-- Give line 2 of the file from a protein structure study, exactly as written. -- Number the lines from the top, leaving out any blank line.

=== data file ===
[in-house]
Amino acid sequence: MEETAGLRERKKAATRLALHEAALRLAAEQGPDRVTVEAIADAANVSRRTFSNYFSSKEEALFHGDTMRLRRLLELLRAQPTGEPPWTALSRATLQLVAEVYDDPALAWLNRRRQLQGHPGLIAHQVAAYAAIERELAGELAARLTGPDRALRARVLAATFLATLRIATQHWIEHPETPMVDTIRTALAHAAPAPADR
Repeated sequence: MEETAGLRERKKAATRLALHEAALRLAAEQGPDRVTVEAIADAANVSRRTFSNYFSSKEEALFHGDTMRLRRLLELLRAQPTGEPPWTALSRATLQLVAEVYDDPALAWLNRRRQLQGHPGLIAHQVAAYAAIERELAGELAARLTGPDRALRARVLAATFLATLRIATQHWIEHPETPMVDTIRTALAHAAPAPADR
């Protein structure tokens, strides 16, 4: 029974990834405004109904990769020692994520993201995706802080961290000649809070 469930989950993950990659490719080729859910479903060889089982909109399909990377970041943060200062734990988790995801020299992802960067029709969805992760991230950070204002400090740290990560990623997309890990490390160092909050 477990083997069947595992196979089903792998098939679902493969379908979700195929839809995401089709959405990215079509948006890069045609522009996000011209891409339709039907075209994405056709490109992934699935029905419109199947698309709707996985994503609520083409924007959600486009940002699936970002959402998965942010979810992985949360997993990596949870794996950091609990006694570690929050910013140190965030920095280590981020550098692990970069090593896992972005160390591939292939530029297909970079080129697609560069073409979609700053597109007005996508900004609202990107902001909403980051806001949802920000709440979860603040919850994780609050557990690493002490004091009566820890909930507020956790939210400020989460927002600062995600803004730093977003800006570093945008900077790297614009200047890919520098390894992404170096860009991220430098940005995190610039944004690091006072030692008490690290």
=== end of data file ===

Amino acid sequence: MEETAGLRERKKAATRLALHEAALRLAAEQGPDRVTVEAIADAANVSRRTFSNYFSSKEEALFHGDTMRLRRLLELLRAQPTGEPPWTALSRATLQLVAEVYDDPALAWLNRRRQLQGHPGLIAHQVAAYAAIERELAGELAARLTGPDRALRARVLAATFLATLRIATQHWIEHPETPMVDTIRTALAHAAPAPADR